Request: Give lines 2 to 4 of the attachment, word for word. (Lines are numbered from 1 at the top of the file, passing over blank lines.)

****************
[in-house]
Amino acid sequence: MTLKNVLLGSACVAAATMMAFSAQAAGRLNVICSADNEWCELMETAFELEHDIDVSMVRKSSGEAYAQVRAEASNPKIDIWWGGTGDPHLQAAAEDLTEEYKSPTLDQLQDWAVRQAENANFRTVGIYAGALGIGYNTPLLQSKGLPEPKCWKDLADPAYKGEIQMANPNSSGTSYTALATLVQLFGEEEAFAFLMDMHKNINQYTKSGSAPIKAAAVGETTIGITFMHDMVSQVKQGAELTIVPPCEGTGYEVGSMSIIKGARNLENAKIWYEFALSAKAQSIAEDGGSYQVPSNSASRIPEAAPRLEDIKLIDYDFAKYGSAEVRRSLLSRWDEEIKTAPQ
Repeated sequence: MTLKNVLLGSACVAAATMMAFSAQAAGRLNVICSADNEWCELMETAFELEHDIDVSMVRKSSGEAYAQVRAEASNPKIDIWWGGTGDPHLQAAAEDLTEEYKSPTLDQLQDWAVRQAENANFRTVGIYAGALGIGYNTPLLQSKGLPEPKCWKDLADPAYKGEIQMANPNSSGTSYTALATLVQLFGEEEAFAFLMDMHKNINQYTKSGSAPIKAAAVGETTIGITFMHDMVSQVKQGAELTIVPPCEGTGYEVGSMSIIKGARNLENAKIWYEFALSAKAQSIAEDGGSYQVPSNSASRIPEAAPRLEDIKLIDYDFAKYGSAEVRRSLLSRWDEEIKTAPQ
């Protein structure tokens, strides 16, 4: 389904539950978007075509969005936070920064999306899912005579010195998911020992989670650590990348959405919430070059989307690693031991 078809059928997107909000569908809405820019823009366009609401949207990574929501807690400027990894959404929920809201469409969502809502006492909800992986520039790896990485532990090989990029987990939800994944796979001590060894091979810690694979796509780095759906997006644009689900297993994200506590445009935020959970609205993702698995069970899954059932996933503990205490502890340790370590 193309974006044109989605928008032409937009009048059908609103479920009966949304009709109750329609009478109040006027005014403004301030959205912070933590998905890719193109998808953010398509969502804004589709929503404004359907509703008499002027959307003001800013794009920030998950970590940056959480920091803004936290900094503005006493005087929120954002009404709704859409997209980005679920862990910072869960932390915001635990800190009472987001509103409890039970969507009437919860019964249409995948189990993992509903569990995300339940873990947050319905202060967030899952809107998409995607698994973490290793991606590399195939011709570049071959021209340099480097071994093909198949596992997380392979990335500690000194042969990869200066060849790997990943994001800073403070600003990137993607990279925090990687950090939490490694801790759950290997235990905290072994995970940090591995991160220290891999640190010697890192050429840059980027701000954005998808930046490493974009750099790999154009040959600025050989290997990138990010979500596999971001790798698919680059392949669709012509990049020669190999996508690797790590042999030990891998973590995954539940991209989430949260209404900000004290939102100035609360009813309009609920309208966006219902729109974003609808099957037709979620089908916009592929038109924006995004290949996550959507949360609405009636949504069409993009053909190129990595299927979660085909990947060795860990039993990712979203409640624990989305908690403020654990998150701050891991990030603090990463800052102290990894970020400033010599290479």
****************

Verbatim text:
Amino acid sequence: MTLKNVLLGSACVAAATMMAFSAQAAGRLNVICSADNEWCELMETAFELEHDIDVSMVRKSSGEAYAQVRAEASNPKIDIWWGGTGDPHLQAAAEDLTEEYKSPTLDQLQDWAVRQAENANFRTVGIYAGALGIGYNTPLLQSKGLPEPKCWKDLADPAYKGEIQMANPNSSGTSYTALATLVQLFGEEEAFAFLMDMHKNINQYTKSGSAPIKAAAVGETTIGITFMHDMVSQVKQGAELTIVPPCEGTGYEVGSMSIIKGARNLENAKIWYEFALSAKAQSIAEDGGSYQVPSNSASRIPEAAPRLEDIKLIDYDFAKYGSAEVRRSLLSRWDEEIKTAPQ
Repeated sequence: MTLKNVLLGSACVAAATMMAFSAQAAGRLNVICSADNEWCELMETAFELEHDIDVSMVRKSSGEAYAQVRAEASNPKIDIWWGGTGDPHLQAAAEDLTEEYKSPTLDQLQDWAVRQAENANFRTVGIYAGALGIGYNTPLLQSKGLPEPKCWKDLADPAYKGEIQMANPNSSGTSYTALATLVQLFGEEEAFAFLMDMHKNINQYTKSGSAPIKAAAVGETTIGITFMHDMVSQVKQGAELTIVPPCEGTGYEVGSMSIIKGARNLENAKIWYEFALSAKAQSIAEDGGSYQVPSNSASRIPEAAPRLEDIKLIDYDFAKYGSAEVRRSLLSRWDEEIKTAPQ
């Protein structure tokens, strides 16, 4: 389904539950978007075509969005936070920064999306899912005579010195998911020992989670650590990348959405919430070059989307690693031991 078809059928997107909000569908809405820019823009366009609401949207990574929501807690400027990894959404929920809201469409969502809502006492909800992986520039790896990485532990090989990029987990939800994944796979001590060894091979810690694979796509780095759906997006644009689900297993994200506590445009935020959970609205993702698995069970899954059932996933503990205490502890340790370590 193309974006044109989605928008032409937009009048059908609103479920009966949304009709109750329609009478109040006027005014403004301030959205912070933590998905890719193109998808953010398509969502804004589709929503404004359907509703008499002027959307003001800013794009920030998950970590940056959480920091803004936290900094503005006493005087929120954002009404709704859409997209980005679920862990910072869960932390915001635990800190009472987001509103409890039970969507009437919860019964249409995948189990993992509903569990995300339940873990947050319905202060967030899952809107998409995607698994973490290793991606590399195939011709570049071959021209340099480097071994093909198949596992997380392979990335500690000194042969990869200066060849790997990943994001800073403070600003990137993607990279925090990687950090939490490694801790759950290997235990905290072994995970940090591995991160220290891999640190010697890192050429840059980027701000954005998808930046490493974009750099790999154009040959600025050989290997990138990010979500596999971001790798698919680059392949669709012509990049020669190999996508690797790590042999030990891998973590995954539940991209989430949260209404900000004290939102100035609360009813309009609920309208966006219902729109974003609808099957037709979620089908916009592929038109924006995004290949996550959507949360609405009636949504069409993009053909190129990595299927979660085909990947060795860990039993990712979203409640624990989305908690403020654990998150701050891991990030603090990463800052102290990894970020400033010599290479």